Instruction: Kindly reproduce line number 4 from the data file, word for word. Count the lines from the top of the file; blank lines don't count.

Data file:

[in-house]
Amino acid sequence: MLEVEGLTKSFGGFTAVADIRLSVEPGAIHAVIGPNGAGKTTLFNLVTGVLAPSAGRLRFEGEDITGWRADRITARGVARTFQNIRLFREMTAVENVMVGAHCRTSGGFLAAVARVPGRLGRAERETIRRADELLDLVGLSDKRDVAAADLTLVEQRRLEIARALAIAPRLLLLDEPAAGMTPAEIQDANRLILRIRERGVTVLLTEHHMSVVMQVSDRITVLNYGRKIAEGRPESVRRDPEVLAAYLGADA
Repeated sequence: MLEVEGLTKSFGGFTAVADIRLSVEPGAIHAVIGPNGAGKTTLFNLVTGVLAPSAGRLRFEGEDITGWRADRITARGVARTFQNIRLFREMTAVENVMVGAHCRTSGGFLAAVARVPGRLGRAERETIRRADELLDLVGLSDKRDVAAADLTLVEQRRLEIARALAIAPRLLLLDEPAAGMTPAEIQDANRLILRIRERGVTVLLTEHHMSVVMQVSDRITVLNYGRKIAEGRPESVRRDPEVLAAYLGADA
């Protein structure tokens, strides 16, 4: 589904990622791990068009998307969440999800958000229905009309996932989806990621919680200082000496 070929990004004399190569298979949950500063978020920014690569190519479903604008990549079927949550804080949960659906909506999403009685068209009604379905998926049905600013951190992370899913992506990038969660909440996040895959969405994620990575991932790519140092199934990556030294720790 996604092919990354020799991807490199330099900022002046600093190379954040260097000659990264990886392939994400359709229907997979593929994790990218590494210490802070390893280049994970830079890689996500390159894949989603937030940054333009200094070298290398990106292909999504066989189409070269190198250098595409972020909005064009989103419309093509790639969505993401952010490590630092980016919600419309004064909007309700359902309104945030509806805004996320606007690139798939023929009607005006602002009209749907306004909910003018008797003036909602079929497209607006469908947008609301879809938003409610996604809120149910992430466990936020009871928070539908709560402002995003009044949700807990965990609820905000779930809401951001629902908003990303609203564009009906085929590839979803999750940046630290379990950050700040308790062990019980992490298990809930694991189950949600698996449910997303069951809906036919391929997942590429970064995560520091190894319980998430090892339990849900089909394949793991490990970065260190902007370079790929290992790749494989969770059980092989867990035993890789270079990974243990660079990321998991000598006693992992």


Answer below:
């Protein structure tokens, strides 16, 4: 589904990622791990068009998307969440999800958000229905009309996932989806990621919680200082000496 070929990004004399190569298979949950500063978020920014690569190519479903604008990549079927949550804080949960659906909506999403009685068209009604379905998926049905600013951190992370899913992506990038969660909440996040895959969405994620990575991932790519140092199934990556030294720790 996604092919990354020799991807490199330099900022002046600093190379954040260097000659990264990886392939994400359709229907997979593929994790990218590494210490802070390893280049994970830079890689996500390159894949989603937030940054333009200094070298290398990106292909999504066989189409070269190198250098595409972020909005064009989103419309093509790639969505993401952010490590630092980016919600419309004064909007309700359902309104945030509806805004996320606007690139798939023929009607005006602002009209749907306004909910003018008797003036909602079929497209607006469908947008609301879809938003409610996604809120149910992430466990936020009871928070539908709560402002995003009044949700807990965990609820905000779930809401951001629902908003990303609203564009009906085929590839979803999750940046630290379990950050700040308790062990019980992490298990809930694991189950949600698996449910997303069951809906036919391929997942590429970064995560520091190894319980998430090892339990849900089909394949793991490990970065260190902007370079790929290992790749494989969770059980092989867990035993890789270079990974243990660079990321998991000598006693992992």